Congratulations Kristin on yet another feat...I hope you are treating yourself and celebrating! It is funny how our many voices talk to each other in our heads...but there is one that is the strongest and that one finds its way out of ones bouche! Have a lovely weekend!


Margaret Dennis


Well done. I think this was one of your best pieces. As I read it, I was standing there with you. What a gift you have for words.

I wish I could join Suzanne in Brooklyn when Jean-Marc is there. I guess I will just have to wait until September in Provence. Not a bad thing to wait for!

Margaret in semi-spring Durham, NC. That could all change tomorrow!

Arnold Hogarth

Very cute story. Another triumph . . way to go. Public speaking ranks at the top of human fears. You sweat, I sweat, we all sweat. It's major pressure - but, as we know - it's pressure that makes the diamond.
Really wish I could have been there . .
My best to you . . .

Lee Isbell

I am laughing at the mental image of Kristin sniffing a Sharpie. Thanks, Karen. Can't wait to see the video.


Désaxé...great word! I will file that away!


Bravo, brava, kudos, whatever! You deserve them all. I too love your desaxe photo of "cott Fitzgerald" and half of Kristin and a peak of Notre Dame. Memories for a lifetime were made that night!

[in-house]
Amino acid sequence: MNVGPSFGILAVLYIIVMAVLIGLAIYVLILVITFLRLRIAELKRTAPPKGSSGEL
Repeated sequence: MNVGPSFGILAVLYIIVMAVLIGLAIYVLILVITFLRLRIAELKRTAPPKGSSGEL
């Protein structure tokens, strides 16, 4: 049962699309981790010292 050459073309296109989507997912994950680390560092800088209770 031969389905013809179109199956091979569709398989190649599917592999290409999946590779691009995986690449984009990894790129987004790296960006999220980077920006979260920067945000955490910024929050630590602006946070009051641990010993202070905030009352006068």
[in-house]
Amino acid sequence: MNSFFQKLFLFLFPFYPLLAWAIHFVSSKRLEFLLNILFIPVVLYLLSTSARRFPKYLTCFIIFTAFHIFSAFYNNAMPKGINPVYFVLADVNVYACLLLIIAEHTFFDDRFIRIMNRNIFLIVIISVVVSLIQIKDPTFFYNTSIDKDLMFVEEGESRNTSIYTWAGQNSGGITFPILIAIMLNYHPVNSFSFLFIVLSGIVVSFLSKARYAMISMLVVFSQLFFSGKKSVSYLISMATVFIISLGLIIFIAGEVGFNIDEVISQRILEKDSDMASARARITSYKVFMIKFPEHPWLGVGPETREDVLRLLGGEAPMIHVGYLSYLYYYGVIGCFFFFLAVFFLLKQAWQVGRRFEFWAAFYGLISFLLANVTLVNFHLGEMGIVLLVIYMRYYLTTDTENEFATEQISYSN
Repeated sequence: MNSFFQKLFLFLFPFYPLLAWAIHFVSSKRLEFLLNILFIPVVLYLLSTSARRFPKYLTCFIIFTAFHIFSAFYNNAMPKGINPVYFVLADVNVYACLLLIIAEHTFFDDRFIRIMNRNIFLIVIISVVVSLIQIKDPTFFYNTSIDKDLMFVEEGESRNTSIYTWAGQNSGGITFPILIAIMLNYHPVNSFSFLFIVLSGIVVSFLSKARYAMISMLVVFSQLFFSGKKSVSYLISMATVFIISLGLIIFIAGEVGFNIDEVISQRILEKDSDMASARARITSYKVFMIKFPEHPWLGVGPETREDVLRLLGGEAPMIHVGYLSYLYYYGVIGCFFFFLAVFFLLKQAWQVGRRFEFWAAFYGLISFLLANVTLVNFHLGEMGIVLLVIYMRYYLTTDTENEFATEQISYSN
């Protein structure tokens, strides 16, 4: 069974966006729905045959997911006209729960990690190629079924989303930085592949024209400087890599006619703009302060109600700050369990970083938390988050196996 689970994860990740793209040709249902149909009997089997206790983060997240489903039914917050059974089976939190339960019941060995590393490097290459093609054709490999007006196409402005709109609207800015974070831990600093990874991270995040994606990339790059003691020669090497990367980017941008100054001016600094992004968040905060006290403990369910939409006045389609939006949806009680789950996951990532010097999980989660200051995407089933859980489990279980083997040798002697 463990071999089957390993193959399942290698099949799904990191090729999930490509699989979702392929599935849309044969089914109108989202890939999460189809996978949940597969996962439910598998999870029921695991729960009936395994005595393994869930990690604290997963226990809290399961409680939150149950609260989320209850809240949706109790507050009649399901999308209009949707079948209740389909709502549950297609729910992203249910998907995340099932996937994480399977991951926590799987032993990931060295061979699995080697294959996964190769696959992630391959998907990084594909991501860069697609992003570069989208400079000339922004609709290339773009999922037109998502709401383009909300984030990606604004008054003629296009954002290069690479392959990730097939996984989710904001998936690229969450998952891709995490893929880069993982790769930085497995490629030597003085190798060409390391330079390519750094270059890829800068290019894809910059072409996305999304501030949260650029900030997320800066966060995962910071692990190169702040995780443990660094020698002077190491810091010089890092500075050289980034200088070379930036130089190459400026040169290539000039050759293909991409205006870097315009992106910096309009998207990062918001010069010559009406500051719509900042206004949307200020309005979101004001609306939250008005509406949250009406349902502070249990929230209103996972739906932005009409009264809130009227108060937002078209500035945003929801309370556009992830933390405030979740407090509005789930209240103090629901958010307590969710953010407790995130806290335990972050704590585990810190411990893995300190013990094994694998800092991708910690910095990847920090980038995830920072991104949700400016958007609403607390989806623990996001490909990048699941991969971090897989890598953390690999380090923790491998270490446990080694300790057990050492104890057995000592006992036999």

Jeanne in Ohio

Cathy from Ashland, OR

LOL. This is great! The picture desaxe is great too. In the F. Scott poster there are also dotted lights!
Is this not so true how our minds can work so magnificently while in front of people.
I work for a theatre and at times MC things, and it's the same for me. While I'm saying Good evening, my mind is saying :oh look at all these people,
stop talking so fast, remember to tell them where the bathrooms are and doe smy fat stomach show etc etc....
You have such a way with story. Bravo

Barbara Epplett

Your words are lovely, and so vivid! I wish I could have been there to hear you in person, you have a magnificent style.
Barbara Epplett, Eugene, Oregon


Thank you for the beautifully written detail of how you felt that day. Even the best and most experienced speakers get nervous. I get nervous when I have to stand in front of other Paramedics, and especially Doctors and Nurses to teach them Advanced Cardiac Life Support. It can be very intimidating, no matter how much you know the material, and I am not a speaker at all.

I too am looking forward to the video as well. I am sure everyone loved you.

Have a wonderful day!


william j hegner

just joined your site.just what the doctor ordered to re-kindle my efforts to learn french after procrastinating for so long.


Bienvenue, William! You are sure to find a warm and welcoming community here.

Happy weekend to all and please know that your comments have been the best ending to this week.


Linda Chandler

Dear Kristin, your recounting tale made me cry. I suffer from the same disease, and I know what it takes to get over it. It takes courage, and you have that in great abundance. I can't wait for the video. Congratulations. You looked wonderful, by the way. Linda in AZ